This week I have been working on a server control for a site I’m working on which reads in an XML file containing some product information and then using an XSL/T file transforms the output into correctly formatted XHTML. One problem which occurred with the development of the server control was that a colleague of mine who was making modifications to the XSL/T File was unable to save the changes whilst viewing the resultant XHTML in their browser. At first hand it would appear that it would be a permissions issue, and after much checking of the permissions to confirm they were correct, it was determined this was not the issue.
My colleague had been able to save changes to the XSL/T after a short while of the page processing which immediately pointed me to the fact that the object was still holding onto the resources. This was further confirmed with some investigation work which I did with the help of Craig Murphy.
The XMLReader object which was reading and transforming the XML using the XSL/T was still holding on to the file and placing a lock on it because the XMLReader object doesn’t have a dispose method and so therefore despite my setting the object to nothing, until the garbage collector picked up the objects then the lock on the XSL/T file remained. Craig suggested I call the XMLReader.Close() method after I had finished processing the XML, this was a method I wasn’t aware of and had not seen used in any example when I did my research into the changed syntax since version 2.0 of the .Net Framework.
Here is a code snippet below of an example of how to use the XMLReader.Close() method to release the locks on resources:
Dim strProductDataXML As String = "ProductData.xml" Dim strProductDataXSLT As String = "ProductDataTransform.xsl" Dim sb As New StringBuilder() Dim sw As New StringWriter(sb) ' Create XSL CompiledTransform to hold XSLT Dim objXSL As New XslCompiledTransform ' Create XsltSettings to hold XSLT Settings Dim objXSLTSettings As New XsltSettings(False, True) ' Create XmlReader Object to read the XSLT Dim objXSLReader As XmlReader ' Create XMLReaderSettings Object For XMLReader Object which will read the XSLT Dim objXSLReaderSettings As New XmlReaderSettings() ' Create XMLSecureResolver for use with the XSLCompiledTransform Dim objXMLResolver As New XmlSecureResolver(New XmlUrlResolver(), "http://www.mysite.com/") 'Create Reader Object to read the XSL Transform objXSLReader = XmlReader.Create(HttpContext.Current.Server.MapPath("~/XSLT/ProductDataTransform.xsl"), objXSLReaderSettings) ' Load the Transform in the XSLCompiledTransform Object, Provide the settings and resolver objects objXSL.Load(objXSLReader, objXSLTSettings, objXMLResolver) ' Set the Source of the ProductData XML File to be transformed Dim xmlSource As New XmlTextReader(HttpContext.Current.Server.MapPath("~/XML/ProductData.xml")) Dim xPathDoc As New XPathDocument(xmlSource) ' Call the close method on the XMLTextReader to release all resources which is attached too. xmlSource.Close() ' Perform the Transformation and output it to a stringwriter object objXSL.Transform(xPathDoc, Nothing, sw) ' Call the close method on the XSLReader to release all resources which is attached too. objXSLReader.Close() ' Set all objects to Nothing to allow the Garbage Collector to remove them strProductDataXML = Nothing strProductDataXSLT = Nothing objXSL = Nothing objXSLTSettings = Nothing objXSLReader = Nothing objXSLReaderSettings = Nothing objXMLResolver = Nothing xmlSource = Nothing xPathDoc = Nothing ' Return the transformed string Return sb.ToString()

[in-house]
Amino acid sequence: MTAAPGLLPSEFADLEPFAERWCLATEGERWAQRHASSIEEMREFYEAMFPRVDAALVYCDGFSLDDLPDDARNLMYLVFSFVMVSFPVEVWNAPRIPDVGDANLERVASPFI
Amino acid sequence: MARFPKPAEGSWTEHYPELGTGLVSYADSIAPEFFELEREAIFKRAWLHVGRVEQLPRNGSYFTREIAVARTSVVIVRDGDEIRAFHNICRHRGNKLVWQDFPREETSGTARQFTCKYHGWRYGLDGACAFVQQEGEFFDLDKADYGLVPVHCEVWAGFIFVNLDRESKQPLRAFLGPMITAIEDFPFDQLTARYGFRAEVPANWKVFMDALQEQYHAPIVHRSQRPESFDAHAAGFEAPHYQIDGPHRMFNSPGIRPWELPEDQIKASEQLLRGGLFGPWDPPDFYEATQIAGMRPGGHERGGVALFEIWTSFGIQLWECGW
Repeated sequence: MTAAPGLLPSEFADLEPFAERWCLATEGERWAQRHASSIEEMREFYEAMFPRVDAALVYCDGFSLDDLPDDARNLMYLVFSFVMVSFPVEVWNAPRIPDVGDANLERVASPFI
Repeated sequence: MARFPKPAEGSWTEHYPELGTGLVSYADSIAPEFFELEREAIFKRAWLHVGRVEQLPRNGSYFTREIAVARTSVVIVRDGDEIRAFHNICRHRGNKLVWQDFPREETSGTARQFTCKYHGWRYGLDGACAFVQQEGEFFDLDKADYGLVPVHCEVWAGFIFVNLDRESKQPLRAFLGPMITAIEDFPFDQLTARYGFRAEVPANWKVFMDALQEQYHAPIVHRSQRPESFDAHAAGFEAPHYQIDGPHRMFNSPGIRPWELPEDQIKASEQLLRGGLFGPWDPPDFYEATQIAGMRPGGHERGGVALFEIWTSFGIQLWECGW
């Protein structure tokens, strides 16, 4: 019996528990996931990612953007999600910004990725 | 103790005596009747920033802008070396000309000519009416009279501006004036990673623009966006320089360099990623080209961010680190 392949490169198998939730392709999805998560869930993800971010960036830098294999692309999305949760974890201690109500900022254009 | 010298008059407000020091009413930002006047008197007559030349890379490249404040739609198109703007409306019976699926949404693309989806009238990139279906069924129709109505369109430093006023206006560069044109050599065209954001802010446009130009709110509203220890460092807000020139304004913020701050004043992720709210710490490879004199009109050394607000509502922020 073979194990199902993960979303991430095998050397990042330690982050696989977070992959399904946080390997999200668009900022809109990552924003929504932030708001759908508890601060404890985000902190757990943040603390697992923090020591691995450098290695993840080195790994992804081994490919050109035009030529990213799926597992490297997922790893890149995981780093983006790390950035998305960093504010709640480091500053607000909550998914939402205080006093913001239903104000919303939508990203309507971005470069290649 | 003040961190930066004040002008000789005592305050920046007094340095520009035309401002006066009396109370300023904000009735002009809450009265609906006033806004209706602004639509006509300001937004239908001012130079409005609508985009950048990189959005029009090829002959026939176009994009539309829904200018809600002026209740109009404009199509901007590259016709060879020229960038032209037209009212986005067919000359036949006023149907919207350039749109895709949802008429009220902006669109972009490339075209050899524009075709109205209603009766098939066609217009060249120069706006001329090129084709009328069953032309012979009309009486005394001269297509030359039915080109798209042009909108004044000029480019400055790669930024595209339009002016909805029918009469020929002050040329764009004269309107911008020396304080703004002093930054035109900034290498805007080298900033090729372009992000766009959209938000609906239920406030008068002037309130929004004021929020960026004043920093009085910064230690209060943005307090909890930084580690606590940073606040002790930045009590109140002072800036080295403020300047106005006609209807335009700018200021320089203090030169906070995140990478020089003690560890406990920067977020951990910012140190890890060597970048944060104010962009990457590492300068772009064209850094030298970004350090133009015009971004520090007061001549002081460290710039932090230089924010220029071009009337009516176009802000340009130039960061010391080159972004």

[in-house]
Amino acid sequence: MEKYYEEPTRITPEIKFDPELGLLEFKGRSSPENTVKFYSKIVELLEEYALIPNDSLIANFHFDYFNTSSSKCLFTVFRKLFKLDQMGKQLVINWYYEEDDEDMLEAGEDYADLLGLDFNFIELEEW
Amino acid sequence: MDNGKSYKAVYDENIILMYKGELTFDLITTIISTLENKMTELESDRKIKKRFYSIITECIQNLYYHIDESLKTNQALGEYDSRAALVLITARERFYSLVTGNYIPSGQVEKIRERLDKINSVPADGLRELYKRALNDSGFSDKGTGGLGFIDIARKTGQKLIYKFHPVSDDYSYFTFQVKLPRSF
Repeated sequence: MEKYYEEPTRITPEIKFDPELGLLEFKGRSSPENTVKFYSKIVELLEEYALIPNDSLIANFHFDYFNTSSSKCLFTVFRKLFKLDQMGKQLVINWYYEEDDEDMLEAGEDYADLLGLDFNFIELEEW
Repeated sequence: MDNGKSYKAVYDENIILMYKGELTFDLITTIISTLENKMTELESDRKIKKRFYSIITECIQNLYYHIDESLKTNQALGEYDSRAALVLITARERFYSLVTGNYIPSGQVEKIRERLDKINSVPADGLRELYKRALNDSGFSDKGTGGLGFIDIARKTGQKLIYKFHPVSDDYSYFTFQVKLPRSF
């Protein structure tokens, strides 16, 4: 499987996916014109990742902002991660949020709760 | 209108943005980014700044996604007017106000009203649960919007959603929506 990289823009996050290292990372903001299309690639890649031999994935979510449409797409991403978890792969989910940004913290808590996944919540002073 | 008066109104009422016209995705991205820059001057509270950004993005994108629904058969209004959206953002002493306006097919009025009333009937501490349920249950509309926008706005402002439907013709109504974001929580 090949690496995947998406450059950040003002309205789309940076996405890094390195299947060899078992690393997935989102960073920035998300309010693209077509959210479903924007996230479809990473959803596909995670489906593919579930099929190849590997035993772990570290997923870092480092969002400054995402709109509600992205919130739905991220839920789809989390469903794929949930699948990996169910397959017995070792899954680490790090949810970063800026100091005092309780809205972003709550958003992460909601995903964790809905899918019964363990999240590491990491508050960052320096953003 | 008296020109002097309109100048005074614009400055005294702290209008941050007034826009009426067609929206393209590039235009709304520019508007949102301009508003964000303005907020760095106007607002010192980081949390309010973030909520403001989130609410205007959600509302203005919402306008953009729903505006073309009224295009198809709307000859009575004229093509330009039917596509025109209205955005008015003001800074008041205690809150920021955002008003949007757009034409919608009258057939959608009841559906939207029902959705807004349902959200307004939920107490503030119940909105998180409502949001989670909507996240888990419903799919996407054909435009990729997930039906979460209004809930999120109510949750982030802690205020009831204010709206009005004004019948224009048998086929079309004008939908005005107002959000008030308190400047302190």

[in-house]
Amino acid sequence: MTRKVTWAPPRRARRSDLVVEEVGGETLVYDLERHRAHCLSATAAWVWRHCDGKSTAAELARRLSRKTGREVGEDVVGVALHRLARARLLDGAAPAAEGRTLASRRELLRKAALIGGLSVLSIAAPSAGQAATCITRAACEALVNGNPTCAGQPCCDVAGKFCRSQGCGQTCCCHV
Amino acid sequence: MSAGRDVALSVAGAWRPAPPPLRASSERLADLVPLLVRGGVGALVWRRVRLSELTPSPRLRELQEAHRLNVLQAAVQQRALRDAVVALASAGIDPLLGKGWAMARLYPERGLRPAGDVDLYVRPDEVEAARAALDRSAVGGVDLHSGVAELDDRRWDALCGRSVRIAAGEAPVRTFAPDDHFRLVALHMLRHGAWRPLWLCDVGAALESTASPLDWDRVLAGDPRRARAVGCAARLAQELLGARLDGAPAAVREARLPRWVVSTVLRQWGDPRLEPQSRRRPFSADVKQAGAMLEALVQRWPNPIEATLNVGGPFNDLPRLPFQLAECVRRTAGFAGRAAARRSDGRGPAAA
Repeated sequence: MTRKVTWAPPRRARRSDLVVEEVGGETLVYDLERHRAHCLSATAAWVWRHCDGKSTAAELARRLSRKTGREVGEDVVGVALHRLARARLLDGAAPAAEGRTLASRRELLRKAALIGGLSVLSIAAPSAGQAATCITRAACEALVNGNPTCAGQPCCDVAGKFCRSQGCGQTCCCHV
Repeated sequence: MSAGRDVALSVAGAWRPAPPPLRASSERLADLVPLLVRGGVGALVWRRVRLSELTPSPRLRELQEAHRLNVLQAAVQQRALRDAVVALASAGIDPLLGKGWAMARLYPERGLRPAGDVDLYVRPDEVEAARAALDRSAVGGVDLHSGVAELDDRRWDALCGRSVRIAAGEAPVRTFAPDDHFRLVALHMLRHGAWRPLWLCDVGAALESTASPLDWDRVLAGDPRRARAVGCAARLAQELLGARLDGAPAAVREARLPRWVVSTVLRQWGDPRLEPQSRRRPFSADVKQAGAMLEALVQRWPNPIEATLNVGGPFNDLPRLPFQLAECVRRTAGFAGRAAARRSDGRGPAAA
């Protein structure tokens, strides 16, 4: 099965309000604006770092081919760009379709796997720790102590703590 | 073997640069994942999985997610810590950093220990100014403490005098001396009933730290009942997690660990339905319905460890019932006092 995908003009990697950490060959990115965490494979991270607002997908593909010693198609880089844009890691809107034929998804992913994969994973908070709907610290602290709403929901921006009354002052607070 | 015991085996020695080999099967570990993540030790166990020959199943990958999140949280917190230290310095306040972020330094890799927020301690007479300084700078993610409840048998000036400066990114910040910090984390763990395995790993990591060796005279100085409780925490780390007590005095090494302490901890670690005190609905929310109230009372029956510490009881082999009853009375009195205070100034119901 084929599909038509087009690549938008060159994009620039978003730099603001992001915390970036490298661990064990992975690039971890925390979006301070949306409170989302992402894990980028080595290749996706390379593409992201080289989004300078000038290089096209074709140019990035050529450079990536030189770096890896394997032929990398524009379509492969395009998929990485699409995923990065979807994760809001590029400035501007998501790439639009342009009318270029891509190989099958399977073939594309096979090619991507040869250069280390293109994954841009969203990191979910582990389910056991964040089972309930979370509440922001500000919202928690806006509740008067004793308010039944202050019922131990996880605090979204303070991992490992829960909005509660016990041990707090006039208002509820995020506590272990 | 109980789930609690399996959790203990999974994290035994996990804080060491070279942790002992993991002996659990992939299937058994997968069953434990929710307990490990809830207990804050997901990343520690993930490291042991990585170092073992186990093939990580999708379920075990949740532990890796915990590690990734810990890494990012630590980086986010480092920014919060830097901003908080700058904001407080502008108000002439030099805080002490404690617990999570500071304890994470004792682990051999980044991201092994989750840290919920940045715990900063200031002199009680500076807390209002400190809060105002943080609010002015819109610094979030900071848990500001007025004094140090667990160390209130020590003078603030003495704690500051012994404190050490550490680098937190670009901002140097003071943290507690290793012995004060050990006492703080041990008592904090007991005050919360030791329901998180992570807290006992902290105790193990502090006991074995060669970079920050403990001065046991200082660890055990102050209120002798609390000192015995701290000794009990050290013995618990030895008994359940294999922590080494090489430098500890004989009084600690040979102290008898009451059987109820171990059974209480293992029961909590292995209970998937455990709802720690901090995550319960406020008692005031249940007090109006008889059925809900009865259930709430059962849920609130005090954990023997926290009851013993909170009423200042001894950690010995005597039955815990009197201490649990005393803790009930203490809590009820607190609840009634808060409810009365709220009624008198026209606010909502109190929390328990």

Now that the XMLReader is closed and has released all of the objects holding on to it, the XSL/T file can be edited and changed without having to wait for the Garbage Collector to remove the objects and release the locks.